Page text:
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Thread: Ten frequently asked questions concerning cure of spinal cord injury

  1. #611

  2. #612
    Quote Originally Posted by Jim View Post
    Yes, it would be great if everybody could make a phone call to Governor Cuomo to support restoring funding to the New York State Spinal Cord Research Program.

    Please call the gov's CITIZEN SERVICES UNIT--518-474-1041-- and leave a message with the following statement:

    My name is xxxx. I am calling to urge the governor to amend his 2013-2014 budget to include funding for the New York State Spinal Cord Injury Research Program.
    If you want to add that you have SCI or know somebody with SCI, that is fine but not necessary.

    I just called and said my name, urged the governor to amend his 2013-204 budget to fund the NY SCIRP and thanked him. It took 30 seconds. If successful, this should restore $8.5 million per year to spinal cord injury research in New York State.

    This needs to be done soon. Governor Cuomo has to submit his 2013-2014 budget to the legislature by February 27, 2013.

    Wise.
    Last edited by Wise Young; 02-18-2013 at 11:09 AM.

  3. #613
    Senior Member
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    Waterford,NY
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    I'm calling now...thanks Dr. Young.
    C4/5 incomplete, 17 years since injury

    "The trick is in what one emphasizes. We either make ourselves miserable, or we make ourselves happy. The amount of work is the same.” - Carlos Castaneda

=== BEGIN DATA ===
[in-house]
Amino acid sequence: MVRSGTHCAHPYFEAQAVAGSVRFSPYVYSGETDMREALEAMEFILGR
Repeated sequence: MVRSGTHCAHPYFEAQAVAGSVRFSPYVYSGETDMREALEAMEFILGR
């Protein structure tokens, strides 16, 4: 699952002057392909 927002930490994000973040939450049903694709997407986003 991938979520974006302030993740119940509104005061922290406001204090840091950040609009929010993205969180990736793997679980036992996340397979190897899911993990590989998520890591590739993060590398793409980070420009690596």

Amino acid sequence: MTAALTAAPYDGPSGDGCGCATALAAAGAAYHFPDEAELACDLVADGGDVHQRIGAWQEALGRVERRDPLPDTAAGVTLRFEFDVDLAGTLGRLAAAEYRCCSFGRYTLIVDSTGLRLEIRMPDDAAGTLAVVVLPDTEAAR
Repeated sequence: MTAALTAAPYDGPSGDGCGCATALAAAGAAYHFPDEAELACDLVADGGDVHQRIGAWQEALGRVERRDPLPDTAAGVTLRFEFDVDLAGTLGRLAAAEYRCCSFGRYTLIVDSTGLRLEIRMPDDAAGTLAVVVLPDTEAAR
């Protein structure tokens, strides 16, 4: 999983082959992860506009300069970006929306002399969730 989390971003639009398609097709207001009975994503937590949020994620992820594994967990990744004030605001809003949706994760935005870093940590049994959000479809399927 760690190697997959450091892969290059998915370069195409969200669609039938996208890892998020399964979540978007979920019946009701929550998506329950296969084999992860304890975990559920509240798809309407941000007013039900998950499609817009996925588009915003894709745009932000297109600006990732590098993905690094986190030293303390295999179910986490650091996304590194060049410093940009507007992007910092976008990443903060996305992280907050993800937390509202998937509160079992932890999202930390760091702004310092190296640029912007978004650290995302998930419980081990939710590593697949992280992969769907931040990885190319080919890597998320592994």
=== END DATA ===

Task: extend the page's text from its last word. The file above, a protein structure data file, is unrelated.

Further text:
"We live not alone but chained to a creature of a different kingdom: our body." - Marcel Proust

  4. #614
    Just left a message. Hope it helps.

  5. #615
    Senior Member
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    left a message too.

  6. #616
    Senior Member Axle's Avatar
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    Quote Originally Posted by Wise Young View Post

    People should avoid procedures that cause irreversible loss of peripheral nerve and other functions.
    How about DREZ? Is that something that falls in this category?

  7. #617
    Quote Originally Posted by Axle View Post
    How about DREZ? Is that something that falls in this category?
    A DREZ (Dorsal Root Entry Zone) procedure should result in sensory loss for the segmental level that was lesioned. If you have severe pain in one dermatome, this procedure may help reduce the pain. If so, I think that it would be worth the loss of one dermatome, i.e. the sensation for one segmental level.

    Procedures that are difficult to reverse include sphincterotomy (cutting the sphincter to the bladder), bladder augmentation with mitrofanoff appendicovesicostomy, and transection of the spinal cord.

    Wise.

  8. #618
    Quote Originally Posted by KyleP2112 View Post
    I'm calling now...thanks Dr. Young.
    Thanks to you and others for calling. Wise.

  9. #619
    Quote Originally Posted by Wise Young View Post
    2. When will a cure be available?